How does the insurance company put a value on my case?
This question is quite complicated. First, the claims supervisor or claims manager will provide that a certain amount be “set aside” as a potential value of your case. This figure is usually called “reserves.” Such reserves are the outside value that the company has established on your claim. The reserves may change as the case progresses. In serious cases, such reserves may equal what are called policy limits. Policy limits are the outside limit amounts of liability established in the insurance policy of the person or persons who caused your injury.
During the preparation stages of your case, the insurance company will keep track of your medical bills, lost wages, any permanency regarding your injury, and other factors. The company will also take into consideration the quality of evidence against their insured, the quality of your witnesses and their witnesses, extent of liability on your part, and other important considerations such as previous injuries.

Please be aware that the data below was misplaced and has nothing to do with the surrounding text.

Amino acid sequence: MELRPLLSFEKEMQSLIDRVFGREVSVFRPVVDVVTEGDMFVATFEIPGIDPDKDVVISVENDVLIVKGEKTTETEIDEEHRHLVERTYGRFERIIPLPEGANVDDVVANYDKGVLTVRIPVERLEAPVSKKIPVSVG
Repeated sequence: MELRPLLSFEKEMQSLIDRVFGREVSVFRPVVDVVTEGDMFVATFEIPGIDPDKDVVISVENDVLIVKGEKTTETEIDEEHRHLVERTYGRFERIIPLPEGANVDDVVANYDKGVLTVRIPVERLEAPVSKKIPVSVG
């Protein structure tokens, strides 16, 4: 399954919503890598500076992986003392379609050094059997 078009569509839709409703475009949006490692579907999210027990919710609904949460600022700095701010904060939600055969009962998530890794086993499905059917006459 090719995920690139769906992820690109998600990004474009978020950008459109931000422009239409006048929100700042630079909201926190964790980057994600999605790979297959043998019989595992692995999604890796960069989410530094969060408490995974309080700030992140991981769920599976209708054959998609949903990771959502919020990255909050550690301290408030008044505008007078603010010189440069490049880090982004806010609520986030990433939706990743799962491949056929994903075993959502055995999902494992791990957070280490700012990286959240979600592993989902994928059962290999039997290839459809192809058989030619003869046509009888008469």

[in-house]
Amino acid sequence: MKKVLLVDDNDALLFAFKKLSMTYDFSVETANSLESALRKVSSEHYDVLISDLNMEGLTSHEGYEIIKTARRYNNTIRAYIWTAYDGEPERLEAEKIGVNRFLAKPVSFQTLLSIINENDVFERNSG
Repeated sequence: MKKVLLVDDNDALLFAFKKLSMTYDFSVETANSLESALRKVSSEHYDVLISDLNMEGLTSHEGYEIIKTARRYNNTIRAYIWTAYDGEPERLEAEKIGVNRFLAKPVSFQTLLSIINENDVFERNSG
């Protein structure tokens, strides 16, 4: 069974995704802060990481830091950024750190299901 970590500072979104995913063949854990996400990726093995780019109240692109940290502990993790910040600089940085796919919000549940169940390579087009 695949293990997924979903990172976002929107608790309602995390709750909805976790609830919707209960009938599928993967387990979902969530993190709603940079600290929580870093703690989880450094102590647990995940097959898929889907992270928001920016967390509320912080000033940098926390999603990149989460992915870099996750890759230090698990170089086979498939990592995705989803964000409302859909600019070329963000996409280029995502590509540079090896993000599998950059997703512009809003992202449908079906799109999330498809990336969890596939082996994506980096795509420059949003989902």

If you had a previous injury in the same area of your body, the insurance carrier will want to see medical records pertaining to that injury. During the course of your claim, we will be notified by the insurance company about the important factors that are being considered in your particular case.